Iceland is also famously expensive and you can check out our article on how much things in Iceland cost and how to keep it cheap. If you have 7 or more days you should consider driving the Ring Road all around the island. If you have less time than that it’s best to focus on the southern coast between the capital and Hofn for the highest density of amazing sights.

United Kingdom or Ireland

  • August avg high: 71F/22C
  • August avg low: 56F/13C
  • August avg precip: 2.1″/5.3cm

data for London, UK

Once it a while England will have a hot spell in summer, but in any given week in July or August it’s usually going to be very mild during the day and a bit chilly at night. If you are sick of your hot summer climate then this could be ideal for you. London is near the southern coast and of course it gets cooler the more north you go, so why not head up to Inverness (pictured) in Scotland to explore the Scottish Highlands? If you do, skip Loch Ness though (it’s interesting but not much to see).

Unsurprisingly, Ireland has a very similar climate and it’s another wonderful place to go in summer where you won’t be sweating through your shirt twice a day. Dublin is a fine city but really the magic of Ireland is in its small towns and castles and scenery, so rent a car or do a tour if you can.

Europe is very popular in summer of 2023 and London in particular has been crowded so it might be best to minimize your time there and plan on seeing some smaller towns or other parts of the island. I’ve been all over Britain and I wrote an article about where to go in England, Scotland, and Wales in 1 to 3 weeks. It should give you some good ideas.

Copenhagen or Stockholm or both

Copenhagen or Stockholm

  • August avg high: 68F/20C
  • August avg low: 55F/13C
  • August avg precip: 2.2″/5.5cm

data for Copenhagen, Denmark

No exaggeration, Copenhagen and Stockholm are two of the most beautiful and underrated big cities in all of Europe. As you can see, they never get very warm either, and that’s a big part of the problem in that they only feel that lovely a few months a year at most. It’s worth visiting both of them because they are quite different from each other.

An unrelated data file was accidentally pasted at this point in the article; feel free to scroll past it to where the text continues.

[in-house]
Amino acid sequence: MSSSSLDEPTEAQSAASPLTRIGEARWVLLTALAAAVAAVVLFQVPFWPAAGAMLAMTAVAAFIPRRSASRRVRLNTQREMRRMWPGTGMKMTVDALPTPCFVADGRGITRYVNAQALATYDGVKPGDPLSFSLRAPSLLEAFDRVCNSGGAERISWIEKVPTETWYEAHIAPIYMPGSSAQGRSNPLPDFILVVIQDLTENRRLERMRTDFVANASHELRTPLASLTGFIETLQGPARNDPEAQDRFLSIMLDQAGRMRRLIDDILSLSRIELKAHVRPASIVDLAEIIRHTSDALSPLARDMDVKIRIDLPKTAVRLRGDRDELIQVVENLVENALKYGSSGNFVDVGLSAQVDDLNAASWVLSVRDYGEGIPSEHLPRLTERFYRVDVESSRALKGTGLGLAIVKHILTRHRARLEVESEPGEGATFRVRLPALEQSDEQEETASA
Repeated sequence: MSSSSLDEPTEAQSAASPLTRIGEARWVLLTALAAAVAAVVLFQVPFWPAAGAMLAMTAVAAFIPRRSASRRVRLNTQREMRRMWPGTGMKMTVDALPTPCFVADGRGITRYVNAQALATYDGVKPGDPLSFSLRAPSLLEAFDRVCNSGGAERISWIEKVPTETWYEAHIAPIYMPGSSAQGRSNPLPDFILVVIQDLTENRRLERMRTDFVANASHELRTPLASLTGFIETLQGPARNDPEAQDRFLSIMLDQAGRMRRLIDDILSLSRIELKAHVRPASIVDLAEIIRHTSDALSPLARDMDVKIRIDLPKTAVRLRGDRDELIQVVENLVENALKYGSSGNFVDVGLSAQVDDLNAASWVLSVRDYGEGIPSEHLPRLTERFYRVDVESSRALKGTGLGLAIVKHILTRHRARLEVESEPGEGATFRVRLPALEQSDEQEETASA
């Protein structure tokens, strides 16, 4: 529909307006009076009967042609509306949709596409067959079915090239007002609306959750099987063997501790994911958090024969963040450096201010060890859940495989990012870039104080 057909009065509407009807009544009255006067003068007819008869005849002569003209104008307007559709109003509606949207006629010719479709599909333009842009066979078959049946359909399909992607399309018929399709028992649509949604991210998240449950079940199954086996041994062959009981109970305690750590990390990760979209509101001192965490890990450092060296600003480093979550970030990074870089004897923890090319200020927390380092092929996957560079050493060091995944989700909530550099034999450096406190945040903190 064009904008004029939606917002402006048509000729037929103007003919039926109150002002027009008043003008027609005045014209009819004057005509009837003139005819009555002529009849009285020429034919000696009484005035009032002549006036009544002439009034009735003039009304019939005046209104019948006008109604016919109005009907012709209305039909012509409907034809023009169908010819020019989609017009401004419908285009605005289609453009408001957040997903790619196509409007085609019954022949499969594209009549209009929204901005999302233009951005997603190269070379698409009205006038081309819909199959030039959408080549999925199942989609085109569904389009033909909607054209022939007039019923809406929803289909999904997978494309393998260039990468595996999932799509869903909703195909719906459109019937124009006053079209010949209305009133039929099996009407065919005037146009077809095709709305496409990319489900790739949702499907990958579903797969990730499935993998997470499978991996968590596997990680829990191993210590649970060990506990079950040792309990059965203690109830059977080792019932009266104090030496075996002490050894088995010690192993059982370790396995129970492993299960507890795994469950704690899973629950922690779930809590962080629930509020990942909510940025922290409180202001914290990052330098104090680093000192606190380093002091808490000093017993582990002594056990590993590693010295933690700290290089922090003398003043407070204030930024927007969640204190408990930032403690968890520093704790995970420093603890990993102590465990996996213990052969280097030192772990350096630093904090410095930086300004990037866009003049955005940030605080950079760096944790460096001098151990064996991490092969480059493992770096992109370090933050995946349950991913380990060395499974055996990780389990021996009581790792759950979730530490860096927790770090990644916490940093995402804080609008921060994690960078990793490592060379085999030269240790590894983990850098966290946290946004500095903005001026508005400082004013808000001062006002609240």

Denmark and Sweden are also famously expensive so these are not good options for those on backpacker budgets. Food and especially alcohol are shockingly pricey, but of course there are ways of spending less with a bit of planning ahead. Surprisingly, flights into both cities are often quite affordable due to competition among a few low-cost carriers, and that includes flights from North America.

Estonia, Latvia, and Lithuania

  • August avg high: 68F/20C
  • August avg low: 54F/12C
  • August avg precip: 3.3″/8.3cm

data for Tallinn, Estonia

Like the idea of visiting Scandinavia but don’t think you can afford it? These three Baltic countries just south of there are almost as impressive at half the price or even less. If you are on a backpacker budget and you want to escape the summer heat a trip from Tallinn to Riga to Vilnius (or the other way around) might be just what you are looking for.

Tallinn and Riga are both popular cruise ports so they can get a bit crowded when a ship is in town, but Vilnius (pictured) is delightfully landlocked so at least you won’t have to deal with it there. The flights in and out probably won’t be cheap, but you can always fly into Helsinki and then take a short ferry ride to Tallinn, which might be cheaper.